But banks may need to spruce up their risk evaluation teams ECL framework will help spot loan stress early
The RBI has proposed a one-year window for banks to transition to ECL framework | Photo Credit: DANISH SIDDIQUI
Ever since the global financial crisis, there has been a push for banks to move from an ‘incurred loss’ to an ‘expected credit loss’ approach for recognising doubtful loans. International Financial Reporting Standards (IFRS) and Ind AS incorporated this framework in January 2018. With global banks adopting them by January 2020, it was only a matter of time before Indian banks which still follow the incurred loss approach, were pushed to follow suit. With credit offtake rising and recent financial stability studies showing Indian banks to be sitting pretty on asset quality and capital adequacy norms, this is the right time for RBI to propose this long-overdue shift.
In its discussion paper, RBI has proposed a one-year window after final guidelines, for banks to transition to the ECL framework, with a further five-year transition period for Tier 1 capital to reflect ECL provisions.
The ECL framework offers distinct advantages to stakeholders. In the incurred loss approach, banks classify loans as non-performing or doubtful after they’ve been in default for between 90 days and 2 years. It takes another 1 to 6 years to fully provide for such loans in their books. With loss provisions lagging defaults, it is no surprise that banks’ capital buffers prove grossly inadequate when economic or business conditions go suddenly downhill. Promoters including the government (for PSU banks) are called upon to make large capital infusions, when they can least afford it. The ECL framework, by requiring banks to take stock of risks on a forward-looking basis, leads to early provisioning and front-ended capital cushions.
That said, there are challenges. While the incurred loss approach operates on a black-and-white notion of default, the ECL approach calls for lenders to subjectively estimate the future probability of default and provide for lifetime credit losses on their loans. This clearly calls for banks to have strong in-house macro and business risk evaluation teams, to keep a close eye on both the borrower’s business and macro data. Evidence from the previous NPA cycles suggests that this is a weak link for many large banks — especially in the public and co-operative sectors. The IFRS-based approach to ECL, which RBI is adopting, allows individual banks to design their own credit evaluation models. This can lead to some banks adopting more conservative accounting than others. Regulators may need to insist on detailed disclosures to iron out inconsistencies.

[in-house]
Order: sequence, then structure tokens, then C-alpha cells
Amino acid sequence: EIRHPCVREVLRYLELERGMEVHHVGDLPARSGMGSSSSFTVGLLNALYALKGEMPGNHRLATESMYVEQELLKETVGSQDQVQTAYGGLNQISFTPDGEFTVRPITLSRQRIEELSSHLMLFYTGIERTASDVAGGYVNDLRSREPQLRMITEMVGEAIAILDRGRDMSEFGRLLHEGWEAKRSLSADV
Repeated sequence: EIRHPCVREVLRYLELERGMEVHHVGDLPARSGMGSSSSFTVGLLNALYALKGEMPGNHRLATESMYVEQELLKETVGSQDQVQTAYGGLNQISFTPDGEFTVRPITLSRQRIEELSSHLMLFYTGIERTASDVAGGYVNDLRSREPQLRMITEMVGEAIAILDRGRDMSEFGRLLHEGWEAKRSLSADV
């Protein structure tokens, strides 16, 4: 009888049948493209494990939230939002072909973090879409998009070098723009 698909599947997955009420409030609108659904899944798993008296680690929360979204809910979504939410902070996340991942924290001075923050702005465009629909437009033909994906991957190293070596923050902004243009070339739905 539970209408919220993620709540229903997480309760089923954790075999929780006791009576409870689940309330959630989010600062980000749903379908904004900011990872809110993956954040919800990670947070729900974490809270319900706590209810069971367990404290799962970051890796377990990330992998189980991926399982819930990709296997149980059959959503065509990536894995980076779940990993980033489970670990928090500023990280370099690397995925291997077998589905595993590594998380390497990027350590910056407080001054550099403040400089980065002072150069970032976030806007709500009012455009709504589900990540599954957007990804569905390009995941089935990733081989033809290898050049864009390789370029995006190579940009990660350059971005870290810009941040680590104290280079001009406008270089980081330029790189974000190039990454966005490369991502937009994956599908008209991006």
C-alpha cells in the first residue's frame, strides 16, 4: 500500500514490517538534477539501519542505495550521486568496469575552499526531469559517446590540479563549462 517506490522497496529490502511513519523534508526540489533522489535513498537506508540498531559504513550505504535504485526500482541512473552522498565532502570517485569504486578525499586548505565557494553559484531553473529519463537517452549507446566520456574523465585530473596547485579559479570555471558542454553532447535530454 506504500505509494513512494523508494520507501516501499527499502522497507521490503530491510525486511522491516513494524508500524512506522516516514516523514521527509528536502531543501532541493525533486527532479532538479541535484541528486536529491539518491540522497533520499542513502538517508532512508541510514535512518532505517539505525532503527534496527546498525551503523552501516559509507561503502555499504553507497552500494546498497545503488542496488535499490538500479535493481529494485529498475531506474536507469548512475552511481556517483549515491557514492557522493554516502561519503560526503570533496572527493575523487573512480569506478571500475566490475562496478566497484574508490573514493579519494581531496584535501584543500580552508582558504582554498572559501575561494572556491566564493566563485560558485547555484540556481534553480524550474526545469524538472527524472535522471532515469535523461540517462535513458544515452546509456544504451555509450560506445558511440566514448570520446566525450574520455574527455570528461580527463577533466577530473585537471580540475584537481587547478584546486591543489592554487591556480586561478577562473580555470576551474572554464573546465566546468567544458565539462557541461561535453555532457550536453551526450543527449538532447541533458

While the challenges may lead to banks bargaining for more time, RBI should refrain from giving in to such requests. ECL transition tends to substantially push up bank capital requirements and capital-raising is easier in a reviving economy, when bank financials are on a strong footing. An early shift to ECL will also help investors and policymakers proactively spot emerging stress in the retail loan books of banks in this economic cycle. RBI should also resist any pressure to exempt PSU or co-operative banks from the ECL framework.